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ArcelorMittal making more and more advanced high-strength steels

ArcelorMittal making more and more advanced high-strength steels

ArcelorMittal making more and more advanced high-strength steels

ArcelorMittal Burns Harbor now makes more than 170 grades of advanced high-strength steels.

The steel industry now makes more than 3,500 different grades of steel, including many that did not exist a decade ago.

ArcelorMittal and other steelmakers have been producing more and more grades of advanced high-strength steels, mainly to serve automakers who are looking to cut weight out of vehicles to reduce emissions and improve mileage. 

“Based on our customer needs, steel is constantly evolving,” ArcelorMittal USA Market Development Manager Matt Spurgeon said in a news release. “We need to develop new products to remain competitive in the marketplace. At the same time, environmental concerns increase the demand for lighter weight parts, which is also a driver for new steel grades.”

The ArcelorMittal Burns Harbor steel mill in Burns Harbor, for instance, now makes more than 170 grades of steel. Some of the new grades are developed through the process of trial and error.

“The number of melt grades isn’t necessarily an indication of product for sale expansion,” ArcelorMittal Burns Harbor 160" Plate Mill Process Metallurgist Frank Feher in the news release. “In many cases regarding plates, a new grade may be developed for fine-tuning the chemistry of something that is already being produced to make properties more robust.”

More than 35 new grades have been developed in the last 12 years alone by researchers like those at ArcelorMittal Research and Development in East Chicago.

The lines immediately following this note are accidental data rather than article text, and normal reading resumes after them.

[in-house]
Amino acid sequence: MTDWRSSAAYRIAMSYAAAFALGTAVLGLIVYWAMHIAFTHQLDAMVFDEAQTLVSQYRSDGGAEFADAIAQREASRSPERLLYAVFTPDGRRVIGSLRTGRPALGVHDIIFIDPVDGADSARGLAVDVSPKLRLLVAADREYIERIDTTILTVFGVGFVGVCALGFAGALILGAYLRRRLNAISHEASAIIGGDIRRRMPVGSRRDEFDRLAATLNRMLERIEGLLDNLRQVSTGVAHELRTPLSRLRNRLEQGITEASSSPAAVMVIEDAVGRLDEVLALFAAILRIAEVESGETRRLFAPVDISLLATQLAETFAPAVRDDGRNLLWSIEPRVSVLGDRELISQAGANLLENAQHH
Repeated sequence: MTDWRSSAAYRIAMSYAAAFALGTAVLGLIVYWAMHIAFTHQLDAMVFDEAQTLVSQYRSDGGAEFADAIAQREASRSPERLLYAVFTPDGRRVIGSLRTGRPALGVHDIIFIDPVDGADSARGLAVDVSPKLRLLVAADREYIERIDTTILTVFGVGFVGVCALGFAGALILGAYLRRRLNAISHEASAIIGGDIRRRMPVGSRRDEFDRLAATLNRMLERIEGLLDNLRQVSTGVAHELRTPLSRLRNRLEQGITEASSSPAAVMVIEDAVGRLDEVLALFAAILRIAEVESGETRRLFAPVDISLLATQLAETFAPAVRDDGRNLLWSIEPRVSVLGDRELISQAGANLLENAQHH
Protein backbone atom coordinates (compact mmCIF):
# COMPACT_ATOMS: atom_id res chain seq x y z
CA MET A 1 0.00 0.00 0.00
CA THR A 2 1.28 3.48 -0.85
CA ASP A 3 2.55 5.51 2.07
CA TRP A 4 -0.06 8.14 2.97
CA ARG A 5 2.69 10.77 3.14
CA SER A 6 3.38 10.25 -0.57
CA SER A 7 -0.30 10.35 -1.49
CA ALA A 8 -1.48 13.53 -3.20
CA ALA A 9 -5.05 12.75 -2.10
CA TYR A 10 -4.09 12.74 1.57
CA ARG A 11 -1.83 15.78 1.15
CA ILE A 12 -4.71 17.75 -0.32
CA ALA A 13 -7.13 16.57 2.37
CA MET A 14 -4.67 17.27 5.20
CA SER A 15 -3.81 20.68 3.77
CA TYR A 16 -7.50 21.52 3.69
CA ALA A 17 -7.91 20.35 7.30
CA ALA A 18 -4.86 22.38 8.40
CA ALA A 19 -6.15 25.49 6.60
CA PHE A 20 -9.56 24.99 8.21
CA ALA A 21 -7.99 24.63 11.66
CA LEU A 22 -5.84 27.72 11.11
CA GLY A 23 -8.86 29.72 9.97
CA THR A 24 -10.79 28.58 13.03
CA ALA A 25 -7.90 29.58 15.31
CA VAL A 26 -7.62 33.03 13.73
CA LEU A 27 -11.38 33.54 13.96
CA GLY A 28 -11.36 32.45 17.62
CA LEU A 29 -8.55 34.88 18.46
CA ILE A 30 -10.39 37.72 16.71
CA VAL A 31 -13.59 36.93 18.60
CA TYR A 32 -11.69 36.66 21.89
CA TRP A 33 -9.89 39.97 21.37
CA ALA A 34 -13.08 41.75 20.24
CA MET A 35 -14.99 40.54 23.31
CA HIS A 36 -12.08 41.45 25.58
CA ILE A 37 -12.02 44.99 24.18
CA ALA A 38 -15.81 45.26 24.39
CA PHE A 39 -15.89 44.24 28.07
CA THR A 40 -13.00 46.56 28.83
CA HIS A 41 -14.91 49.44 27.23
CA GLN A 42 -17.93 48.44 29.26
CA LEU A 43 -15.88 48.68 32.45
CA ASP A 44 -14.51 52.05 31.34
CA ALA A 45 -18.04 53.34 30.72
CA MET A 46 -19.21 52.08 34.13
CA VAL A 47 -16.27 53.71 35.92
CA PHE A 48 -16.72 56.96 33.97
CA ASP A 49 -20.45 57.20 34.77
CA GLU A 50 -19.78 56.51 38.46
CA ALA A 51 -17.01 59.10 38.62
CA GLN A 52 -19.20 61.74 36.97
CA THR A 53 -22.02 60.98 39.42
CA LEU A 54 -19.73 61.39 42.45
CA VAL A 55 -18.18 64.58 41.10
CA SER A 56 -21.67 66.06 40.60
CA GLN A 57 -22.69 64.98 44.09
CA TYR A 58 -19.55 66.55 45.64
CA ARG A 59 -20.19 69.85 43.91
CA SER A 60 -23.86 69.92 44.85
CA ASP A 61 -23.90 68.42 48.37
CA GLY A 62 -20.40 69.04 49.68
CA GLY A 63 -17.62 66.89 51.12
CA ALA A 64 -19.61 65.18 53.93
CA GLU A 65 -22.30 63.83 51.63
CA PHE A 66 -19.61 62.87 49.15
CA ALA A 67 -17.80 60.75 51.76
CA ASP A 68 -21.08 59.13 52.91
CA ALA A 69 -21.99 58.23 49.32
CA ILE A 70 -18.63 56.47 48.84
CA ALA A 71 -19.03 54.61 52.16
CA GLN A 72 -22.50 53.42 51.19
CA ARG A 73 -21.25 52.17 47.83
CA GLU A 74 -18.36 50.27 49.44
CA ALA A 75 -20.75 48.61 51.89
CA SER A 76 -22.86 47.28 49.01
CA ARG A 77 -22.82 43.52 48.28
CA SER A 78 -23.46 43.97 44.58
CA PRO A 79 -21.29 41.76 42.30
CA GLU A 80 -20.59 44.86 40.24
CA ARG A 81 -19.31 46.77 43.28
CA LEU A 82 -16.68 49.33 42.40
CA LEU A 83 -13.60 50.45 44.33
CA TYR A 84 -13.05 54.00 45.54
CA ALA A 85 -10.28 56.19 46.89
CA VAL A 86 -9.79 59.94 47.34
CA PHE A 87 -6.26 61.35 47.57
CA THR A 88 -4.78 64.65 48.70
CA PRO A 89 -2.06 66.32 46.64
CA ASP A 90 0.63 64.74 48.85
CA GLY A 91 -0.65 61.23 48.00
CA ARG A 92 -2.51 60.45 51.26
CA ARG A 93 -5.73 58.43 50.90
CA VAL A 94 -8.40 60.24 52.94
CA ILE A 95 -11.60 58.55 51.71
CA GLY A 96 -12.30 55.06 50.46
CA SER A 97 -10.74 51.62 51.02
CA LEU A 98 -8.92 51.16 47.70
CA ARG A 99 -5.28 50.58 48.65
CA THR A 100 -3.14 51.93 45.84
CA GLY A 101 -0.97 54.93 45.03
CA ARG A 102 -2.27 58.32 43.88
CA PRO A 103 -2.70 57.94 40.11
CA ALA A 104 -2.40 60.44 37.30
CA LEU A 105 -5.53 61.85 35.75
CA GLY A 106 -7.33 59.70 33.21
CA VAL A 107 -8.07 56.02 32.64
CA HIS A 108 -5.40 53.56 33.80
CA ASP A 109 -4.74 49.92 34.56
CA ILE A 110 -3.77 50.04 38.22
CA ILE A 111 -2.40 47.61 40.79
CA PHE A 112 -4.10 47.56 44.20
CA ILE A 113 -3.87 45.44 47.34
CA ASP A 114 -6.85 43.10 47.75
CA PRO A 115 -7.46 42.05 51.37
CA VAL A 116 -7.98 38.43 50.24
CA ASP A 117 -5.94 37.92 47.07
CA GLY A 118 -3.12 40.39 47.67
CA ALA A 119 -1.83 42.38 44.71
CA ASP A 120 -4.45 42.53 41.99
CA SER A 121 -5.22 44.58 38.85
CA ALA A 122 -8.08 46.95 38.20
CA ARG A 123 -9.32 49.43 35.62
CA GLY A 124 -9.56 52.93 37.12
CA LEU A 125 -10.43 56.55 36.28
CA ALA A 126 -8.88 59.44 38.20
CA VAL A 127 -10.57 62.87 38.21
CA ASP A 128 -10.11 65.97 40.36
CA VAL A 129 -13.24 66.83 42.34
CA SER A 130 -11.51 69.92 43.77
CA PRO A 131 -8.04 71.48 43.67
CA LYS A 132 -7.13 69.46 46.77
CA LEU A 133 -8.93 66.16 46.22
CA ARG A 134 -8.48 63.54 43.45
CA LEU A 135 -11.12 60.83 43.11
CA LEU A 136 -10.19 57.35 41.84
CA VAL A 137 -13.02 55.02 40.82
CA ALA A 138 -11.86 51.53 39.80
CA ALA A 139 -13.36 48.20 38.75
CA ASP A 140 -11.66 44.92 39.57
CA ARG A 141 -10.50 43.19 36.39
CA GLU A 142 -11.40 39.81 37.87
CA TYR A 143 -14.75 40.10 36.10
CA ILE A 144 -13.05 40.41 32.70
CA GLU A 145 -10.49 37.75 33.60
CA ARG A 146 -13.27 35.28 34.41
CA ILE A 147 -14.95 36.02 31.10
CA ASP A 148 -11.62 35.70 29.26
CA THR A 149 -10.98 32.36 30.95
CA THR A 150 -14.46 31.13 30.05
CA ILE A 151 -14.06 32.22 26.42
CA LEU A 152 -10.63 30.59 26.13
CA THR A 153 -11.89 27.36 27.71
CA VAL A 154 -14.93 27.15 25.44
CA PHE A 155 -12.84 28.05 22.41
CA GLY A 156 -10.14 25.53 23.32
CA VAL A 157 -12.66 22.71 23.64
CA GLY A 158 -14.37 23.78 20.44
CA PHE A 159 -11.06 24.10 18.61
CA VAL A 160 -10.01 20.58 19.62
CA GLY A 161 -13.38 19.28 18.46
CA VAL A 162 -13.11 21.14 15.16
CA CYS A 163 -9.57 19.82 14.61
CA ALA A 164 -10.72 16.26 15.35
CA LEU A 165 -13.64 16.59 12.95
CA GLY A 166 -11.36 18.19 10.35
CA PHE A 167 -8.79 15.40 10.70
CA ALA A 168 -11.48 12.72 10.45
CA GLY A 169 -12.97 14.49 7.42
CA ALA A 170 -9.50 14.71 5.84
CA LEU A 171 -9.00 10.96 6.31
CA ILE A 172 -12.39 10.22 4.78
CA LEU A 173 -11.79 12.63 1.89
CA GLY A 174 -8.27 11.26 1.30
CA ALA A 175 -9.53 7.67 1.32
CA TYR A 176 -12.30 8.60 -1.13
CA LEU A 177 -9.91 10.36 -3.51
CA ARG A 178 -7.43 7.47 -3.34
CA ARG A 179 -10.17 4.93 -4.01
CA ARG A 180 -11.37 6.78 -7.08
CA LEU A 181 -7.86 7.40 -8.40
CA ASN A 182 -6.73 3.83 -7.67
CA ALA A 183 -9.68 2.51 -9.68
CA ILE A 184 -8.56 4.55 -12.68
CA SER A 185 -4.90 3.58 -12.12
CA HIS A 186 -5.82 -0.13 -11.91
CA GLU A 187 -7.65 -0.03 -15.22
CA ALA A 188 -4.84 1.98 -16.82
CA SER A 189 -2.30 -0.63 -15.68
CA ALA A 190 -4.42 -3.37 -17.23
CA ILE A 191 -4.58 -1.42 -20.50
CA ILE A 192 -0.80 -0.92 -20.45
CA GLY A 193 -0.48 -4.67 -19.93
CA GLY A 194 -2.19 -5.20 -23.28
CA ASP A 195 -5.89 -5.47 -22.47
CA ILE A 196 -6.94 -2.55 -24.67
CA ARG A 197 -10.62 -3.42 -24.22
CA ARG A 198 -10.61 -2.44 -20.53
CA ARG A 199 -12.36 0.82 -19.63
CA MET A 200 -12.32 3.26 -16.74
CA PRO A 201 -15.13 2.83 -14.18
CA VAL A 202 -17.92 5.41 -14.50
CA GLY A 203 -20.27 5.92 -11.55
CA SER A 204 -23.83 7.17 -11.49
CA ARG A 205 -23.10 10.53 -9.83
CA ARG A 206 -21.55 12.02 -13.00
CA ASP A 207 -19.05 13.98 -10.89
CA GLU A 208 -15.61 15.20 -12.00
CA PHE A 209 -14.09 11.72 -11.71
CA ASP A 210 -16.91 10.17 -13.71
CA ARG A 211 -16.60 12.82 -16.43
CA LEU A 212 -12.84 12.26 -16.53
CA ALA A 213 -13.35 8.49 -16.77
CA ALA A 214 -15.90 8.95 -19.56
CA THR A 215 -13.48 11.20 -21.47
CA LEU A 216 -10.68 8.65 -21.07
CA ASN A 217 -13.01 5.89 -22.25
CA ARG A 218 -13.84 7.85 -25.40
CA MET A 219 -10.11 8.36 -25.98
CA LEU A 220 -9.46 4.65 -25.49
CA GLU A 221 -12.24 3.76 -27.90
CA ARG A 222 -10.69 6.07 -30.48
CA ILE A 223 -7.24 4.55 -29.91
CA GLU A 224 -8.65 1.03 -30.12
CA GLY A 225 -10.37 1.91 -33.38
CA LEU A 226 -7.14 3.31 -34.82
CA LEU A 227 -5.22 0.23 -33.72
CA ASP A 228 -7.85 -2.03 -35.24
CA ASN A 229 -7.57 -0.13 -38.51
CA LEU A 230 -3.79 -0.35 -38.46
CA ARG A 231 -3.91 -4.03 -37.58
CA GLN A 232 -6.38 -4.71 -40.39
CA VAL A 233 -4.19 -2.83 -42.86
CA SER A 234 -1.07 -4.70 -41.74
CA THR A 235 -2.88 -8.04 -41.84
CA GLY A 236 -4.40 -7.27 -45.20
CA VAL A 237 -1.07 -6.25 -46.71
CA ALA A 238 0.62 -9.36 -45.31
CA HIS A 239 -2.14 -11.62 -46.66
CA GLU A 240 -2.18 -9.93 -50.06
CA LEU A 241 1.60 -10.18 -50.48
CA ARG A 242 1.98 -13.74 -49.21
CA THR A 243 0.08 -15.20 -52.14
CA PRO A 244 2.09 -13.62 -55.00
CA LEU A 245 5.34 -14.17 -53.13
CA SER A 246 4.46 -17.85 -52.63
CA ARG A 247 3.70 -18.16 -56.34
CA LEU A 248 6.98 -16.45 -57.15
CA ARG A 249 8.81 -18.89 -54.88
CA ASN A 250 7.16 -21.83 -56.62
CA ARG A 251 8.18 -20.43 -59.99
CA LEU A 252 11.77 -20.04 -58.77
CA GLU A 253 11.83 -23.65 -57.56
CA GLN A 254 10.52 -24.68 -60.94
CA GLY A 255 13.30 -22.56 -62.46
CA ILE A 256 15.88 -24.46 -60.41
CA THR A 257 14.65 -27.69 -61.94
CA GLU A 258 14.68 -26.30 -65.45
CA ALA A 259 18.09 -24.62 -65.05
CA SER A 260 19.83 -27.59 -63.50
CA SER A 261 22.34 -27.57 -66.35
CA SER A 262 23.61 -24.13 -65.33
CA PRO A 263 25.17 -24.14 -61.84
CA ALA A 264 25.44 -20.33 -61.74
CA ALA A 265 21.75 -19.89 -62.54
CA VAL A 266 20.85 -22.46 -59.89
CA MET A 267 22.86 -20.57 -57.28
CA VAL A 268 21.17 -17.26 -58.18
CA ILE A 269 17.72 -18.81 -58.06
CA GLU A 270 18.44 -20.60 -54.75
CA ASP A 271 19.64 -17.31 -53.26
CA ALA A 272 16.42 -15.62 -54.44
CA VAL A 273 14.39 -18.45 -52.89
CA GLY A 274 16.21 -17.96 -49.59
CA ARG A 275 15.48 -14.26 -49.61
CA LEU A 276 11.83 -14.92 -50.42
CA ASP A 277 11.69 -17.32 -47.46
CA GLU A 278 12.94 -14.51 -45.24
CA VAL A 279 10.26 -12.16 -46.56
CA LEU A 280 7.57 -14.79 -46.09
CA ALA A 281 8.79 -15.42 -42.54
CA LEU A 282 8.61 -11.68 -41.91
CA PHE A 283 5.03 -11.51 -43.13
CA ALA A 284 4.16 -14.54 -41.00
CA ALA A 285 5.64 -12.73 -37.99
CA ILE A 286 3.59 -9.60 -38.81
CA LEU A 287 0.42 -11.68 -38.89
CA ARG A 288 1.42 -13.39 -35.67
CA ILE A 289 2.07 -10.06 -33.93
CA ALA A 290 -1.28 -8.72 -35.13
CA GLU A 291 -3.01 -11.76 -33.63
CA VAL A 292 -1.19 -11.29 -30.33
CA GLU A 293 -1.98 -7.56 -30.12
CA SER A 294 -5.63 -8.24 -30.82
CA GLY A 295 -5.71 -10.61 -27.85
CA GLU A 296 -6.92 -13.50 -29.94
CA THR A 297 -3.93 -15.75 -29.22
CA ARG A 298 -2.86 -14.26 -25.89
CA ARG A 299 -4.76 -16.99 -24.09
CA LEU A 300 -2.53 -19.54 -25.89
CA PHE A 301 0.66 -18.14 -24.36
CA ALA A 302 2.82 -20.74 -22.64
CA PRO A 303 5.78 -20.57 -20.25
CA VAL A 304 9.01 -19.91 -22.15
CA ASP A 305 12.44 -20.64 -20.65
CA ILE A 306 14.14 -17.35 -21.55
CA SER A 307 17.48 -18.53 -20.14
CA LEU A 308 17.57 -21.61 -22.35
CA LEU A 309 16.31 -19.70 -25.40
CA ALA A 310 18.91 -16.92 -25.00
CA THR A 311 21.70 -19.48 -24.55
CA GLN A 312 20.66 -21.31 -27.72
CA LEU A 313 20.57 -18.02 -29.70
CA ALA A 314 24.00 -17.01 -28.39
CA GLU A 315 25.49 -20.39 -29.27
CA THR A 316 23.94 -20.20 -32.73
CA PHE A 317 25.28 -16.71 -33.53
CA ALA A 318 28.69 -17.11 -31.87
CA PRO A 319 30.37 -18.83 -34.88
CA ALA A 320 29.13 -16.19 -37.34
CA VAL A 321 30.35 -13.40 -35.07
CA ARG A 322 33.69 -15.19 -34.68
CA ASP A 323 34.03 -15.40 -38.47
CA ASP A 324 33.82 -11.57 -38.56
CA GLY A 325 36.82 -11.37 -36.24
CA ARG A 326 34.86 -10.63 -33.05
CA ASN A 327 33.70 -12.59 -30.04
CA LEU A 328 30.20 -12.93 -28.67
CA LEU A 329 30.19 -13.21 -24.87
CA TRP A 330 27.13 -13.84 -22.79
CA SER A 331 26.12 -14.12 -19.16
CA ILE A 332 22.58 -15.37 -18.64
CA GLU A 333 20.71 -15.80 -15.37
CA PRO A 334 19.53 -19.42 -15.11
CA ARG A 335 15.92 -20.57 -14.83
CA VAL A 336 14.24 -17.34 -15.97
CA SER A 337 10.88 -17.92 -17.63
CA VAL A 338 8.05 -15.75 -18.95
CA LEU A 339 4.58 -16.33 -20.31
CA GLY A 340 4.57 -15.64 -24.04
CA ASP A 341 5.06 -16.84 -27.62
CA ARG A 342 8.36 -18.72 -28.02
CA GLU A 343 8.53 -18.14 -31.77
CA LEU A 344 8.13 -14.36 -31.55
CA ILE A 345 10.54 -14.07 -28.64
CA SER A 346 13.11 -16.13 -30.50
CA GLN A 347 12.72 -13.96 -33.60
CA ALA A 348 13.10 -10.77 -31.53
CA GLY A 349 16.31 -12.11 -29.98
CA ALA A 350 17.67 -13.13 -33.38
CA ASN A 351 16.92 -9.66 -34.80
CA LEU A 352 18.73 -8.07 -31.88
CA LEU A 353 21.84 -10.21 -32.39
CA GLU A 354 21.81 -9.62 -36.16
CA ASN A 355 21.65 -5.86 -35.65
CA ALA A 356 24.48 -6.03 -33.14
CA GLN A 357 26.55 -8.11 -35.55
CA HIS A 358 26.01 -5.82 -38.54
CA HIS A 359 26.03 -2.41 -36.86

“Steel offers unique solutions to customers," ArcelorMittal USA Market Development Manager Scott Blazek said in the news release. "They can adopt a higher strength steel grade, reduce the thickness and therefore the weight of the part, while enhancing or maintaining the engineering performance of that component. All of this is achievable while also reducing the total cost of the steel in that part. Only steel offers this combination of cost and weight savings, with enhanced strength.”

Tougher new government emission standards around the globe have driven a lot — but not all — of the product development.

“Based on our customer needs, steel is constantly evolving,” Blazek said. “We need to develop new products to remain competitive in the marketplace. At the same time, environmental concerns increase the demand for lighter weight parts, which is also a driver for new steel grades.”

The advanced high-strength steel market totaled $25.23 billion in 2017 and is expected to reach $40.85 billion by 2023, according to the Markets and Markets business-to-business research firm. Vehicles like the Kia Telluride and the Cadillac XT6 have been incorporating more advanced high-strength steel into their designs. 

“The trend toward lightweighting will continue to evolve,” Spurgeon said. “Each market has its specific requirements and we tailor our products and processes to the requirements of those industries.”

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Business Reporter

Joseph S. Pete is a Lisagor Award-winning business reporter who covers steel, industry, unions, the ports, retail, banking and more. The Indiana University grad has been with The Times since 2013 and blogs about craft beer, culture and the military.

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